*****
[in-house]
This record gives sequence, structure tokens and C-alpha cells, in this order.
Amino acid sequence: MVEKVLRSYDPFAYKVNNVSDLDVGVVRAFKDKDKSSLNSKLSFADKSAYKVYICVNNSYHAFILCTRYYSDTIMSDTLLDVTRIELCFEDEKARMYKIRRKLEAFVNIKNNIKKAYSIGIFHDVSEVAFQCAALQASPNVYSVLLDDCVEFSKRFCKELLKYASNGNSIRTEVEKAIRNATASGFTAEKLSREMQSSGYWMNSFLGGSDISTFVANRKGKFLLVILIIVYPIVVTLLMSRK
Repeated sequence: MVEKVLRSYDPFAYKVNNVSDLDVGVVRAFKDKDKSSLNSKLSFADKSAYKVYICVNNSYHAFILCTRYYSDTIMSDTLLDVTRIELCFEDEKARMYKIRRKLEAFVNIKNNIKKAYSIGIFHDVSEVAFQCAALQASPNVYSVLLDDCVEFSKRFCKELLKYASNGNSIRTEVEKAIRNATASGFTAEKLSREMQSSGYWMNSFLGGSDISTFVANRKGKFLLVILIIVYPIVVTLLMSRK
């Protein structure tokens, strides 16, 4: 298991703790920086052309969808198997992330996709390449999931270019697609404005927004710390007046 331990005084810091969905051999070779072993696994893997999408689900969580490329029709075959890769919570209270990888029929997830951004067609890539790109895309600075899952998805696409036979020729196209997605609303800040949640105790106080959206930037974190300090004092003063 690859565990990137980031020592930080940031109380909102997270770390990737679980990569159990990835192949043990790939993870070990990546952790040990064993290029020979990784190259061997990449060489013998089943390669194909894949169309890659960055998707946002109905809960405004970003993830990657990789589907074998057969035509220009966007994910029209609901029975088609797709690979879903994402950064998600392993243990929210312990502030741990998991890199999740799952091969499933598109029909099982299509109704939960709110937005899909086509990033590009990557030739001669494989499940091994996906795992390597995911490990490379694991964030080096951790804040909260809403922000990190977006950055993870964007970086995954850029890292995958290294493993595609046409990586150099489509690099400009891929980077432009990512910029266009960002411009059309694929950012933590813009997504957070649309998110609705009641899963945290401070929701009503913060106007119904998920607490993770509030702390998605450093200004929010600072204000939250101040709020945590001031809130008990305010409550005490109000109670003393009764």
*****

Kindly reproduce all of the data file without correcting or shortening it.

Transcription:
[in-house]
This record gives sequence, structure tokens and C-alpha cells, in this order.
Amino acid sequence: MVEKVLRSYDPFAYKVNNVSDLDVGVVRAFKDKDKSSLNSKLSFADKSAYKVYICVNNSYHAFILCTRYYSDTIMSDTLLDVTRIELCFEDEKARMYKIRRKLEAFVNIKNNIKKAYSIGIFHDVSEVAFQCAALQASPNVYSVLLDDCVEFSKRFCKELLKYASNGNSIRTEVEKAIRNATASGFTAEKLSREMQSSGYWMNSFLGGSDISTFVANRKGKFLLVILIIVYPIVVTLLMSRK
Repeated sequence: MVEKVLRSYDPFAYKVNNVSDLDVGVVRAFKDKDKSSLNSKLSFADKSAYKVYICVNNSYHAFILCTRYYSDTIMSDTLLDVTRIELCFEDEKARMYKIRRKLEAFVNIKNNIKKAYSIGIFHDVSEVAFQCAALQASPNVYSVLLDDCVEFSKRFCKELLKYASNGNSIRTEVEKAIRNATASGFTAEKLSREMQSSGYWMNSFLGGSDISTFVANRKGKFLLVILIIVYPIVVTLLMSRK
């Protein structure tokens, strides 16, 4: 298991703790920086052309969808198997992330996709390449999931270019697609404005927004710390007046 331990005084810091969905051999070779072993696994893997999408689900969580490329029709075959890769919570209270990888029929997830951004067609890539790109895309600075899952998805696409036979020729196209997605609303800040949640105790106080959206930037974190300090004092003063 690859565990990137980031020592930080940031109380909102997270770390990737679980990569159990990835192949043990790939993870070990990546952790040990064993290029020979990784190259061997990449060489013998089943390669194909894949169309890659960055998707946002109905809960405004970003993830990657990789589907074998057969035509220009966007994910029209609901029975088609797709690979879903994402950064998600392993243990929210312990502030741990998991890199999740799952091969499933598109029909099982299509109704939960709110937005899909086509990033590009990557030739001669494989499940091994996906795992390597995911490990490379694991964030080096951790804040909260809403922000990190977006950055993870964007970086995954850029890292995958290294493993595609046409990586150099489509690099400009891929980077432009990512910029266009960002411009059309694929950012933590813009997504957070649309998110609705009641899963945290401070929701009503913060106007119904998920607490993770509030702390998605450093200004929010600072204000939250101040709020945590001031809130008990305010409550005490109000109670003393009764």